Standard of living statistics conceal important structural changes in the composition of working-class family income before 1850.[7] The assumption on which the figures were based, especially the dominance of money-wages and of the male breadwinner, lack validity until 1850 by which time workers had been deprived of traditional perks and rights and the working-class family had been forced to redefine gender roles and functions.[8] The imposition of monetary form of wage payment marked a fundamental change in employers’ attitudes to property and labour. What had previously been accepted as a customary right now became crime: employers could no longer allow workers to appropriate any part of the materials or product of their labour, no matter how small. What was a stake for workers was not simply a traditional source of ‘extra’ income, but the maintenance of some independence at the workplace, some control over the product and the labour process. Age was probably the most important factor in determining output and earnings. In the 1830s the youngest and fittest of the handloom weavers could earn 25% more wages in the same time as a weaker person could earn on the same machine. Throughout the trades, the elderly or rather the prematurely old were often forced to give up the better-paid tasks as they were affected by various forms of occupational disorder. The Sheffield fork-grinders killed off no less than a quarter of their workforce every five years.[9] Differences in output and earnings were kept to a minimum where group solidarity and trade societies were strong, but these forms of mutual protection did not apply to the so-called ‘dishonourable’ trades or in the over-stocked outwork industries. Here, in the absence of day rates or ‘legal’, union-backed piece prices, opportunistic middlemen and commercially minded masters were able to exploit cheap, unskilled labour through the piece-rate system. Even in ‘honourable’ trades, few workers were fortunate enough to enjoy full-time work throughout the year.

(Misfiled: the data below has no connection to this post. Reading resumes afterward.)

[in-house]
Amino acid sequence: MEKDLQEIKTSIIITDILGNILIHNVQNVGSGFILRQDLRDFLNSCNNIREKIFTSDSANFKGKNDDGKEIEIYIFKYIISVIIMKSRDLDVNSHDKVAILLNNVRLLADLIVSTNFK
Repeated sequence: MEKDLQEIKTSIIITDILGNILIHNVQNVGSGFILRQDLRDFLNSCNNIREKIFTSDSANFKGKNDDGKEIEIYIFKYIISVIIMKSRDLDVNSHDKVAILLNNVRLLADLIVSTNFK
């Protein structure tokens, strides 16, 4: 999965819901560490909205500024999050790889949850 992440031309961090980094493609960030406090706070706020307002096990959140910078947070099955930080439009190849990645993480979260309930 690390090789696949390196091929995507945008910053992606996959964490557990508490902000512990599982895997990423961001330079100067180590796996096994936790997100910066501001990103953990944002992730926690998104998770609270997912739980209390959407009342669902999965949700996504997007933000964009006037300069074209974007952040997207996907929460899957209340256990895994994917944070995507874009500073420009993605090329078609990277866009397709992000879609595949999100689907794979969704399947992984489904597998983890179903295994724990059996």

The focus on the adult male breadwinner’ in terms of the standard of living debate has diverted attention away from the notion of the family income. Earnings in this period were assessed in family, not individual, terms with the family often functioning as a unit of production. By 1830, however, the prospects for women and hence family earnings deteriorated considerably. The first victims of technological or structural unemployment were women who encountered the new prejudice and sexual division of labour and the harsh economic costs of the new male breadwinner ideal.[10] Sexual segregation was rigorously enforced in the textile mills where women were denied access to the best-paid skilled jobs. Skill was a male preserve in the modern factory, protected by trade union organisation and internal subcontracting that gave mule spinners and their like a supervisory role for which women were deemed ineligible. Textile mills apart[11], mechanisation and the factory system brought few new opportunities for women: female employment was derisory in iron and steel, railways, chemicals and the expanding heavy industries. Legislation in 1842 restricted female work in the mines.[12] Sexual segregation was by no means restricted to the factory districts and occurred wherever men were confronted with changes in the location or process of work. In rural England, for example, female participation was limited to haymaking and weeding the corn by 1830.[13]